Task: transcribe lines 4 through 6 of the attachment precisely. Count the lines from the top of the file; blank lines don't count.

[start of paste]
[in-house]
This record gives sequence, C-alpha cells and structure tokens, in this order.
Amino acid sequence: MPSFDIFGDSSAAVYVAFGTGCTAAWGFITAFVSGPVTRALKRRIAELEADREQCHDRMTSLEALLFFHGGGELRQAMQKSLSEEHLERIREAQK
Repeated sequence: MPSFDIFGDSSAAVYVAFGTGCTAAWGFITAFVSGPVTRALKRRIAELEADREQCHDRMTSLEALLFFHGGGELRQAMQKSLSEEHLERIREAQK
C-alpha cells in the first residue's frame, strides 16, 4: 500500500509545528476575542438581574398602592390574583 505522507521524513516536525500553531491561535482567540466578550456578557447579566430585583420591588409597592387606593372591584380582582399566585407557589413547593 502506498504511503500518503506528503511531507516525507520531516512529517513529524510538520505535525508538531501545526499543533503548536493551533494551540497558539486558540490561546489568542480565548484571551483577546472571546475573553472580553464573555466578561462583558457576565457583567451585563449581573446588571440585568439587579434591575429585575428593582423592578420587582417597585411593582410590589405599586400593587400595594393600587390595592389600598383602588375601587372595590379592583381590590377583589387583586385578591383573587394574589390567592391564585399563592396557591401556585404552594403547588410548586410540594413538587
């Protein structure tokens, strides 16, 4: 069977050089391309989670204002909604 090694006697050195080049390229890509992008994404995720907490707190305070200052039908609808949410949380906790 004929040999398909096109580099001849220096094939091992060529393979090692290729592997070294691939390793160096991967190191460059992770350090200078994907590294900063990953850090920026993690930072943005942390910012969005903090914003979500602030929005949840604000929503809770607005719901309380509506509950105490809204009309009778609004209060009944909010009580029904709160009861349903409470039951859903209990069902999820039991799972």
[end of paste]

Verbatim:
Repeated sequence: MPSFDIFGDSSAAVYVAFGTGCTAAWGFITAFVSGPVTRALKRRIAELEADREQCHDRMTSLEALLFFHGGGELRQAMQKSLSEEHLERIREAQK
C-alpha cells in the first residue's frame, strides 16, 4: 500500500509545528476575542438581574398602592390574583 505522507521524513516536525500553531491561535482567540466578550456578557447579566430585583420591588409597592387606593372591584380582582399566585407557589413547593 502506498504511503500518503506528503511531507516525507520531516512529517513529524510538520505535525508538531501545526499543533503548536493551533494551540497558539486558540490561546489568542480565548484571551483577546472571546475573553472580553464573555466578561462583558457576565457583567451585563449581573446588571440585568439587579434591575429585575428593582423592578420587582417597585411593582410590589405599586400593587400595594393600587390595592389600598383602588375601587372595590379592583381590590377583589387583586385578591383573587394574589390567592391564585399563592396557591401556585404552594403547588410548586410540594413538587
């Protein structure tokens, strides 16, 4: 069977050089391309989670204002909604 090694006697050195080049390229890509992008994404995720907490707190305070200052039908609808949410949380906790 004929040999398909096109580099001849220096094939091992060529393979090692290729592997070294691939390793160096991967190191460059992770350090200078994907590294900063990953850090920026993690930072943005942390910012969005903090914003979500602030929005949840604000929503809770607005719901309380509506509950105490809204009309009778609004209060009944909010009580029904709160009861349903409470039951859903209990069902999820039991799972």